Friday, March 16, 2012

Lent Day 21: Thankful for riches

My spiritual meditations center around riches today––not just the wealth of friends and health and life in a peaceful town. Today it's money-talk that may offend some, though I hope it points out a fatal flaw of expectation and Western culture.

When we moved to the USA, W and I were shocked at the privacy that surrounds personal money. We grew up in a small congregation that posted an annual report of membership giving, distributed to all church members with itemization for church expenses, missions, designated funds, etc. We enjoyed reading who gave what; it gave us a picture of generosity beyond salaries. It taught us the privilege of abundant giving and that everything belonged to God. We learned to celebrate the stewardship of God's people and to strive to give more than we had before.

We joke about money as the true Western god. But Jesus took very seriously God's distribution of wealth. He talked about employees receiving fair wages and not renegotiating settled agreements. He explained that those who were given much would gain more through faithful stewardship of "talents" (sometimes preached as responsibility for one's gifting = perhaps can be inferred ... but remember, Jesus was talking about money.) He invited a rich young man to leave his wealth for a life of significance.

"Oh, the Church just wants our money," people snort. Nonsense: that's a myth held over from Catholic sales of indulgences and prayer in medieval times. Most churches want to minister and keep their doors open!

Preachers and missionaries dread having to ask for money to fund basic ministries. Most church leadership hates to request support from stoney-faced and greedy congregants. Yeah, let's call us what we are.

We splurge on cars and houses and get fat on meals eaten out. Our mortgages and credit card debts prevent us from responding to missionary appeals or underwriting church costs. Our estate plans and wills make no provision for extending the kingdom.

Wealth is transient. In a day or two, the rich can lose everything and become impoverished. Natural disasters, market fickleness, and circumstances beyond our control easily wipe away treasures built on earth. A poor person can be singled out to receive money beyond their imaginations. It happens.

What we decide to do with our little or much is part of our "free will," another generous gift from God. We'd be wise not to spend what belongs to God only on ourselves or on things that don't last. God will require careful accounting from me––and from you. Let's make no mistake about it. Money only stays our dirty little secret for a while.

Most of us are thankful for money, food, housing, and all the rest of GOD'S abundance. But are we willing to take the risk to honor God with our money? Today, I'm throwing out a challenge. Let us:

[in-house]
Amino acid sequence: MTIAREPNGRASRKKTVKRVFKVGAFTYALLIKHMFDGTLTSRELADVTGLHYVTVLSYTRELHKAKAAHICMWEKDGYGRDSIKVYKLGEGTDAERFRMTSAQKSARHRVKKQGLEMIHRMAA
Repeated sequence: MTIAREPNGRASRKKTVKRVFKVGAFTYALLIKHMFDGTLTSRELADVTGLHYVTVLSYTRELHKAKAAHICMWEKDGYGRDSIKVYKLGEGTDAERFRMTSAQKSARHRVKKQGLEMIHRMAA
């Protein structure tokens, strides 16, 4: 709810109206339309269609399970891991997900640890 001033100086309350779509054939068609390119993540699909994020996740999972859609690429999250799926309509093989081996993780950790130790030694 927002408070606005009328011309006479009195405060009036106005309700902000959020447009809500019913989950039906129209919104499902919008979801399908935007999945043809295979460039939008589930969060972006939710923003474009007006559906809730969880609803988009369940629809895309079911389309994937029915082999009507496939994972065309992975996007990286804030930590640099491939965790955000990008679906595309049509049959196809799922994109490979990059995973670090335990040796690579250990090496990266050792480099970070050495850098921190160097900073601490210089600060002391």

Still unconvinced or unwilling? Read more:

*It is better to be godly and have little than to be evil and rich. For the strength of the wicked will be shattered, but the LORD takes care of the godly. Day by day the LORD takes care of the innocent, and they will receive an inheritance that lasts forever. They will not be disgraced in hard times; even in famine they will have more than enough." Psalm 37:16–19

*My child, give me your heart, and let your eyes observe my ways. Proverbs 23:26

*Jesus, looking at [the rich young man], loved him and said, "You lack one thing; go, sell what you own, and give the money to the poor, and you will have treasure in heaven; then come, follow me." Mark 10:21

Moravian Prayer: Generous and giving God, we confess today that we are not always good stewards of our hearts or our resources. Forgive us and help us realize all that we possess belongs to you. Create within us sharing and giving hearts. Amen.


  1. Amen! This is one of the very few refreshingly honest and forthright sayings I've read, in the faith, in a very long time. I could feel my sense of self melting away with every word and I appreciate such things very much. It's true that "the love of money is the root of all evil." I've long ago stopped holding my head high as an American in many ways due to this fact. I'm what Americans refer to as, "the little man." I have footprints and tire tracks all up and down my back. But, my faith in God has always shown me how to avoid the next evil footprint. My faith is everything. He's faithful. God bless you.

  2. It's not about us or what we can achieve, is it? Thank God that he reigns in the brokenness of culture. We go to other countries and can easily point out cultural sins but have trouble identifying our own. God is merciful!